Sustainable aviation fuels (SAF) are the biggest part of the solution to decarbonize aviation. Even though airports are typically not involved in fuel procurement, they can be key players in facilitating their deployment. All stakeholders involved in the SAF production, transportation and distribution chain can partner together to share best practices and conduct feasibility studies and pilots.
Lastly, airports require vast amounts of energy for heating and cooling buildings and terminals, usually provided by off-site electricity generation. Airport operators in most cases have a limited ability to change the electricity grid, therefore, the environmental footprint of heating and cooling could be mitigated through hydrogen or other renewable energy sources.
With the aim of finding answers to these and other questions, the World Economic Forum together with ACI World will be launching Airports of Tomorrow. This initiative will mobilize stakeholders, from the airport ecosystem and beyond, to address some of the key questions such as: how to support global grid decarbonization? How can we incentivize and facilitate airports’ access to green finance? What are the anticipated energy and infrastructure needs of the airports of the future? How can we effectively support the development of viable business cases and partnerships supporting the airports’ transition?
“It is an exciting time for airports: the energy transition presents them with an opportunity to lead and change the future of aviation for the better. However, the importance of collaboration across the entire aviation ecosystem cannot be understated. It is imperative to all stakeholders, and especially travellers and communities. This is why the partnership between the World Economic Forum and ACI World is so important. ‘Airports of Tomorrow’ will equip airports with the right tools to lead the sustainable transition needed to accommodate the growth of passenger traffic, expected to reach 19.3 billion passengers by 2041. “ – ACI World Director General Luis Felipe de Oliveira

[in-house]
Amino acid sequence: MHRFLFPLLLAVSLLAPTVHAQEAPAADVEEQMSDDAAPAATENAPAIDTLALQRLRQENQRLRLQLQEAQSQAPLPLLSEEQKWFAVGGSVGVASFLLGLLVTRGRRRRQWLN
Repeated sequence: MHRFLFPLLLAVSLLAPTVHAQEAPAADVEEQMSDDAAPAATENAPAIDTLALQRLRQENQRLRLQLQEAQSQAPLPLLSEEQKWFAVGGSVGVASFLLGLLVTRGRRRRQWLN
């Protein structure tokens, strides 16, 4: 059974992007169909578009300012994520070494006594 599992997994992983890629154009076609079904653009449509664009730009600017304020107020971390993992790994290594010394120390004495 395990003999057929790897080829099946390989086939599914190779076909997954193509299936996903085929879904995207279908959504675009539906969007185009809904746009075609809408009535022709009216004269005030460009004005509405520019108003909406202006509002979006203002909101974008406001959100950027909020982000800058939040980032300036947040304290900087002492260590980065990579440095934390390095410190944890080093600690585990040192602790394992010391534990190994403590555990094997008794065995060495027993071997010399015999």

Airports are embracing innovation and change, including emerging and disruptive technologies, to promote a positive transformation of the aviation ecosystem and a transition to net zero. Doing so is the only way forward. It will strengthen the airports’ role in contributing positively to the sustainable development of the regions they serve by enhancing the well-being and financial health of local communities and contributing to a global and just energy transition. With the support from governments and the collaboration of stakeholders along the aviation ecosystem, including energy producers, policymakers and the finance community at large, together we can make the net-zero airport transition a success story, while enhancing a sustainable and resilient future for the Airports of Tomorrow.
Laia Barbarà is the Industry Decarbonization Lead for Aviation at the World Economic Forum, working to achieve net-zero flying through public-private cross-sectoral partnerships. She is an Aeronautical Engineer and holds a PhD in Climate Change Mitigation. Laia counts with experience supporting the transition to a net-zero economy within the UN system and across the public, private and academic sectors.